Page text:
Visualization of Discrete Gradient Construction (Multimedia submission)|
Attila Gyulassy, J.A. Levine, V. Pascucci. In Proceedings of the 27th Symposium on Computational Geometry, Paris, France, ACM, pp. 289--290. June, 2011.
This video presents a visualization of a recent algorithm to compute discrete gradient fields on regular cell complexes . Discrete gradient fields are used in practical methods that robustly translate smooth Morse theory to combinatorial domains. We describe the stages of the algorithm, highlighting both its simplicity and generality.
GPU-Based Interactive Cut-Surface Extraction From High-0rder Finite Element Fields|
B. Nelson, R. Haimes, R.M. Kirby. In IEEE Transactions on Visualization and Computer Graphics (IEEE Visualization Issue), Vol. 17, No. 12, pp. 1803--1811. 2011.
We present a GPU-based ray-tracing system for the accurate and interactive visualization of cut-surfaces through 3D simulations of physical processes created from spectral/hp high-order finite element methods. When used by the numerical analyst to debug the solver, the ability for the imagery to precisely reflect the data is critical. In practice, the investigator interactively selects from a palette of visualization tools to construct a scene that can answer a query of the data. This is effective as long as the implicit contract of image quality between the individual and the visualization system is upheld. OpenGL rendering of scientific visualizations has worked remarkably well for exploratory visualization for most solver results. This is due to the consistency between the use of first-order representations in the simulation and the linear assumptions inherent in OpenGL (planar fragments and color-space interpolation). Unfortunately, the contract is broken when the solver discretization is of higher-order. There have been attempts to mitigate this through the use of spatial adaptation and/or texture mapping. These methods do a better job of approximating what the imagery should be but are not exact and tend to be view-dependent. This paper introduces new rendering mechanisms that specifically deal with the kinds of native data generated by high-order finite element solvers. The exploratory visualization tools are reassessed and cast in this system with the focus on image accuracy. This is accomplished in a GPU setting to ensure interactivity.
Flow Visualization with Quantified Spatial and Temporal Errors using Edge Maps|
H. Bhatia, S. Jadhav, P.-T. Bremer, G. Chen, J.A. Levine, L.G. Nonato, V. Pascucci. In IEEE Transactions on Visualization and Computer Graphics (TVCG), Vol. 18, No. 9, IEEE Society, pp. 1383--1396. 2011.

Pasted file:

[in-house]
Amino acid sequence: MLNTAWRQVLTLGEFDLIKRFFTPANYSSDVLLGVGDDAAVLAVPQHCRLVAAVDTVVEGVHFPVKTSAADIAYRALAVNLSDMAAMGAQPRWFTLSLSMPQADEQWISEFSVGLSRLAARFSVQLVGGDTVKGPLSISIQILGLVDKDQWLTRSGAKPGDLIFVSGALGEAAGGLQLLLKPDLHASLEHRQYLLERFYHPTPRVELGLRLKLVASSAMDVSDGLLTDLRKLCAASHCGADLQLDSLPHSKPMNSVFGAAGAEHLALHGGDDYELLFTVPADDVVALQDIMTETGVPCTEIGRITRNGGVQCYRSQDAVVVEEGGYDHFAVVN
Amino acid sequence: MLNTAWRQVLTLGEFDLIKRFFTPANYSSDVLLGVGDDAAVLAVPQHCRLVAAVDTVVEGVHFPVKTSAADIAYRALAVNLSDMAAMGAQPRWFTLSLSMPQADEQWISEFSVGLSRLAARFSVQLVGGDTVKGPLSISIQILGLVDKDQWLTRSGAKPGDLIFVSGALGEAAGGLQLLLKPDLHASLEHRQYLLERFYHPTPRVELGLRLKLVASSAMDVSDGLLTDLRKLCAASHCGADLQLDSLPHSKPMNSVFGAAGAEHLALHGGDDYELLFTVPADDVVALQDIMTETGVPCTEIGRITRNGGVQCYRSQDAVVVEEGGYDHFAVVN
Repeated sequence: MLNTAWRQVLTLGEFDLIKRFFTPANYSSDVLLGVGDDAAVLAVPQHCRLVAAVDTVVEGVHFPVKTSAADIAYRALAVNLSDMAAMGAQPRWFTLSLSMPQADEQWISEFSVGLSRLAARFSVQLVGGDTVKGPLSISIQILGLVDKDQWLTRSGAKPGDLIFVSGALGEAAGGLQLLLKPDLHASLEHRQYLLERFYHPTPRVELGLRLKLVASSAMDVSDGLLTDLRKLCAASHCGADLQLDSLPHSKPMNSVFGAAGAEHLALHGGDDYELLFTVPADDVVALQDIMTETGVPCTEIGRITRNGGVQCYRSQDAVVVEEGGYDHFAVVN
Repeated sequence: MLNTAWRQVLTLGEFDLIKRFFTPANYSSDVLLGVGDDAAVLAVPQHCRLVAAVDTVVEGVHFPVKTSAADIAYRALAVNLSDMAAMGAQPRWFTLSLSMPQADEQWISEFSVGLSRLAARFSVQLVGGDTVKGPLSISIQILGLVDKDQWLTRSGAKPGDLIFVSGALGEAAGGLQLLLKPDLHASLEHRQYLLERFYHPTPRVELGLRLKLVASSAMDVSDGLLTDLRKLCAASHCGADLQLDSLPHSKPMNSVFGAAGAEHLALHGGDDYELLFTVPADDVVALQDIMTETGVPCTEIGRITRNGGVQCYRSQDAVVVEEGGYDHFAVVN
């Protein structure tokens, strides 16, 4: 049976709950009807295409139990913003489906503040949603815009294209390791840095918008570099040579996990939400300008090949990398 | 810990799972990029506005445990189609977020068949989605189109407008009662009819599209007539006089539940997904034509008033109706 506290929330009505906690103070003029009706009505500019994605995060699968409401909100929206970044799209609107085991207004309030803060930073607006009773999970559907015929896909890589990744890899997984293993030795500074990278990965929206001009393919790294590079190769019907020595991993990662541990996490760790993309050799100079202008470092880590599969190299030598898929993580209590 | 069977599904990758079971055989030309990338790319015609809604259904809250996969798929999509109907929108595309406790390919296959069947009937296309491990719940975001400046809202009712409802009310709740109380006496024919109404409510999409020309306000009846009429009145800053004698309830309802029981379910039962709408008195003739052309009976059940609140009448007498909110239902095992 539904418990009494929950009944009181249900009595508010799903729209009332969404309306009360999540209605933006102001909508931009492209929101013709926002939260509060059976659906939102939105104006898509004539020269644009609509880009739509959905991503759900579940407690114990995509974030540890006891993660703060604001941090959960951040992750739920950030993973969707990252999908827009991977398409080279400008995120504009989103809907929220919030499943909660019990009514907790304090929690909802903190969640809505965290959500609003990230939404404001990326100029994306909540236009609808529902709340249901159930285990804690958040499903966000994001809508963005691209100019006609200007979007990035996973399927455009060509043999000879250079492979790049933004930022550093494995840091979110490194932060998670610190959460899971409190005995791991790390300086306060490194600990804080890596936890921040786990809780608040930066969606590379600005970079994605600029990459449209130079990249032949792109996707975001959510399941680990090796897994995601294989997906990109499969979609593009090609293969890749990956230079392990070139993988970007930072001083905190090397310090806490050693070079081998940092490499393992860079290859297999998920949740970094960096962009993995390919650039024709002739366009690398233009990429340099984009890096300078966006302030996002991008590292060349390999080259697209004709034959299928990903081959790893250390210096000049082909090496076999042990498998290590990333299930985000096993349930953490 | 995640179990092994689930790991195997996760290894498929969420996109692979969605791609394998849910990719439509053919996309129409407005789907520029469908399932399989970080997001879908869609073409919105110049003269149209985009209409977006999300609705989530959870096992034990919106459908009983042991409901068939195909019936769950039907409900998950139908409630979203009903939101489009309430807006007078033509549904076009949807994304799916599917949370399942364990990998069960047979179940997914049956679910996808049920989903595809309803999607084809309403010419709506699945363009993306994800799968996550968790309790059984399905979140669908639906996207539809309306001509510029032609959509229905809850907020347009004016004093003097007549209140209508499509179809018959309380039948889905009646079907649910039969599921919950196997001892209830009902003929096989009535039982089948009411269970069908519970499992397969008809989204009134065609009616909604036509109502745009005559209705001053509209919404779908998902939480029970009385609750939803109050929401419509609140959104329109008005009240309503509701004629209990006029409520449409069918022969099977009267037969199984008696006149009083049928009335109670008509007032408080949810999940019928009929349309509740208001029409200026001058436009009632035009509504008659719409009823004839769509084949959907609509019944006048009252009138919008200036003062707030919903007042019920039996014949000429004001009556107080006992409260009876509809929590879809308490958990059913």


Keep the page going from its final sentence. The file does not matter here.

Asymmetric Tensor Field Visualization for Surfaces|
G. Chen, D. Palke, Z. Lin, H. Yeh, P. Vincent, R.S. Laramee, E. Zhang. In IEEE Transactions on Visualization and Computer Graphics, Vol. 17, No. 12, IEEE, pp. 1979-1988. Dec, 2011.
Combinatorial Vector Field Topology in 3 Dimensions|
W. Reich, Dominic Schneider, Christian Heine, Alexander Wiebel, Guoning Chen, Gerik Scheuermann. In Mathematical Methods in Biomedical Image Analysis (MMBIA) Proceedings IEEE MMBIA 2012, pp. 47--59. November, 2011.
In this paper, we present two combinatorial methods to process 3-D steady vector fields, which both use graph algorithms to extract features from the underlying vector field. Combinatorial approaches are known to be less sensitive to noise than extracting individual trajectories. Both of the methods are a straightforward extension of an existing 2-D technique to 3-D fields. We observed that the first technique can generate overly coarse results and therefore we present a second method that works using the same concepts but produces more detailed results. We evaluate our method on a CFD-simulation of a gas furnace chamber. Finally, we discuss several possibilities for categorizing the invariant sets with respect to the flow.
Automatic Stream Surface Seeding|
M. Edmunds, T. McLoughlin, R.S. Laramee, G. Chen, E. Zhang, N. Max. In EUROGRAPHICS 2011 Short Papers, pp. 53--56. 2011.
|A wildland fire modeling and visualization environment,
J. Mandel, J.D. Beezley, A. Kochanski, V.Y. Kondratenko, L. Zhang, E. Anderson, J. Daniels II, C.T. Silva, C.R. Johnson. In Proceedings of the Ninth Symposium on Fire and Forest Meteorology, pp. (published online). 2011.
Simple and Efficient Mesh Layout with Space-Filling Curves|
H.T. Vo, C.T. Silva, L.F. Scheidegger, V. Pascucci. In Journal of Graphics, GPU, and Game Tools, pp. 25--39. 2011.
Feature-Based Statistical Analysis of Combustion Simulation Data|
J.C. Bennett, V. Krishnamoorthy, S. Liu, R.W. Grout, E.R. Hawkes, J.H. Chen, J. Shepherd, V. Pascucci, P.-T. Bremer. In IEEE Transactions on Visualization and Computer Graphics, Proceedings of the 2011 IEEE Visualization Conference, Vol. 17, No. 12, pp. 1822--1831. 2011.